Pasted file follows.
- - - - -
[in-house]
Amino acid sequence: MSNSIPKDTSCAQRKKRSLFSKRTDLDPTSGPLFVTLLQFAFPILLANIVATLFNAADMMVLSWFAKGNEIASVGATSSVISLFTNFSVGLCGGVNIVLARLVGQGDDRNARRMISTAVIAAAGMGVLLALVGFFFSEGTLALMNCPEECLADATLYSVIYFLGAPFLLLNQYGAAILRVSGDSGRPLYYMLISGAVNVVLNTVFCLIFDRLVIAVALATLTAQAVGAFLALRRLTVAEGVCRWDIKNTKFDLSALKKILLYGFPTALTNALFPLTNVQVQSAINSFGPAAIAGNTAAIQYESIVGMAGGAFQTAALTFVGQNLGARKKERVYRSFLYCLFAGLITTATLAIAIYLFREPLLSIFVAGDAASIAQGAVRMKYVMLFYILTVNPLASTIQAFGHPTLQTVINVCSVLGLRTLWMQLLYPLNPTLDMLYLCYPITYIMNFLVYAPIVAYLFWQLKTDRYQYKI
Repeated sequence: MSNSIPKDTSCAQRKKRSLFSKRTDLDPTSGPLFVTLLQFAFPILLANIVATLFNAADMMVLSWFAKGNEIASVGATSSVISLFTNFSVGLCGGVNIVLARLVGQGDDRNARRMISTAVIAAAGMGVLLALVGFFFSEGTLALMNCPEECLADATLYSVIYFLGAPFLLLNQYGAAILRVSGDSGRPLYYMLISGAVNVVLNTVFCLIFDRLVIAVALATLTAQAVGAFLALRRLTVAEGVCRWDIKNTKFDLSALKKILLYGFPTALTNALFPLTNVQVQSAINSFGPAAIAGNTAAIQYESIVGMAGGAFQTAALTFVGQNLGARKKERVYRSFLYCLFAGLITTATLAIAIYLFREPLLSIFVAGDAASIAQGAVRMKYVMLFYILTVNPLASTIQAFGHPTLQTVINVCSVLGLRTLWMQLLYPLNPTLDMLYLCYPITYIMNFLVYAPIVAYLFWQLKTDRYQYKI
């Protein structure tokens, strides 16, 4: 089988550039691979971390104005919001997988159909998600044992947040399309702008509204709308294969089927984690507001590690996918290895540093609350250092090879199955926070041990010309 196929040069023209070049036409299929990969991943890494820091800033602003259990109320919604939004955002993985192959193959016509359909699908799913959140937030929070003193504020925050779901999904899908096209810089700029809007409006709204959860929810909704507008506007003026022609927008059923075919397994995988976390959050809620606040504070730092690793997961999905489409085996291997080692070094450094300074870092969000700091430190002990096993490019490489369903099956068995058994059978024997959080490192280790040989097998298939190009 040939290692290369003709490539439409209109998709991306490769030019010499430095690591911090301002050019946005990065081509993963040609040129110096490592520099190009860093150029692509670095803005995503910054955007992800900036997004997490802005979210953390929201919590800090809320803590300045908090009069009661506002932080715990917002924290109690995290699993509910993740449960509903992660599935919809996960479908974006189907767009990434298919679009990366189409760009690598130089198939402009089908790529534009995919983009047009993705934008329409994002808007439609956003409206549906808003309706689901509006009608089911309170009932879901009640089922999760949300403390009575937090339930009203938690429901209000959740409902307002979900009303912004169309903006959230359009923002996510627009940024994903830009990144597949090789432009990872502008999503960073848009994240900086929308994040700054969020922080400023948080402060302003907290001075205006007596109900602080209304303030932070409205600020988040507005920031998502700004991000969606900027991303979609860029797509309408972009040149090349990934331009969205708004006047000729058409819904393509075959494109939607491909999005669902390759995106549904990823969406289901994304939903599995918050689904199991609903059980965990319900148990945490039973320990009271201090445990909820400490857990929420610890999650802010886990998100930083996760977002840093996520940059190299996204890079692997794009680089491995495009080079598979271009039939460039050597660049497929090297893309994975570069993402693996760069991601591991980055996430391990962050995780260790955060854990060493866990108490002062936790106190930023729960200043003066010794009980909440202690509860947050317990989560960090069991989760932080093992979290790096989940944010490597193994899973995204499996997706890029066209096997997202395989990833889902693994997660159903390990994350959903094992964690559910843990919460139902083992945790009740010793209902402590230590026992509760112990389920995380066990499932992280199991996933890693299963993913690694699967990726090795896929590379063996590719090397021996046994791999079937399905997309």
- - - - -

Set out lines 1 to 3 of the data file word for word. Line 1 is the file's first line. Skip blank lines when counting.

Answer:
[in-house]
Amino acid sequence: MSNSIPKDTSCAQRKKRSLFSKRTDLDPTSGPLFVTLLQFAFPILLANIVATLFNAADMMVLSWFAKGNEIASVGATSSVISLFTNFSVGLCGGVNIVLARLVGQGDDRNARRMISTAVIAAAGMGVLLALVGFFFSEGTLALMNCPEECLADATLYSVIYFLGAPFLLLNQYGAAILRVSGDSGRPLYYMLISGAVNVVLNTVFCLIFDRLVIAVALATLTAQAVGAFLALRRLTVAEGVCRWDIKNTKFDLSALKKILLYGFPTALTNALFPLTNVQVQSAINSFGPAAIAGNTAAIQYESIVGMAGGAFQTAALTFVGQNLGARKKERVYRSFLYCLFAGLITTATLAIAIYLFREPLLSIFVAGDAASIAQGAVRMKYVMLFYILTVNPLASTIQAFGHPTLQTVINVCSVLGLRTLWMQLLYPLNPTLDMLYLCYPITYIMNFLVYAPIVAYLFWQLKTDRYQYKI
Repeated sequence: MSNSIPKDTSCAQRKKRSLFSKRTDLDPTSGPLFVTLLQFAFPILLANIVATLFNAADMMVLSWFAKGNEIASVGATSSVISLFTNFSVGLCGGVNIVLARLVGQGDDRNARRMISTAVIAAAGMGVLLALVGFFFSEGTLALMNCPEECLADATLYSVIYFLGAPFLLLNQYGAAILRVSGDSGRPLYYMLISGAVNVVLNTVFCLIFDRLVIAVALATLTAQAVGAFLALRRLTVAEGVCRWDIKNTKFDLSALKKILLYGFPTALTNALFPLTNVQVQSAINSFGPAAIAGNTAAIQYESIVGMAGGAFQTAALTFVGQNLGARKKERVYRSFLYCLFAGLITTATLAIAIYLFREPLLSIFVAGDAASIAQGAVRMKYVMLFYILTVNPLASTIQAFGHPTLQTVINVCSVLGLRTLWMQLLYPLNPTLDMLYLCYPITYIMNFLVYAPIVAYLFWQLKTDRYQYKI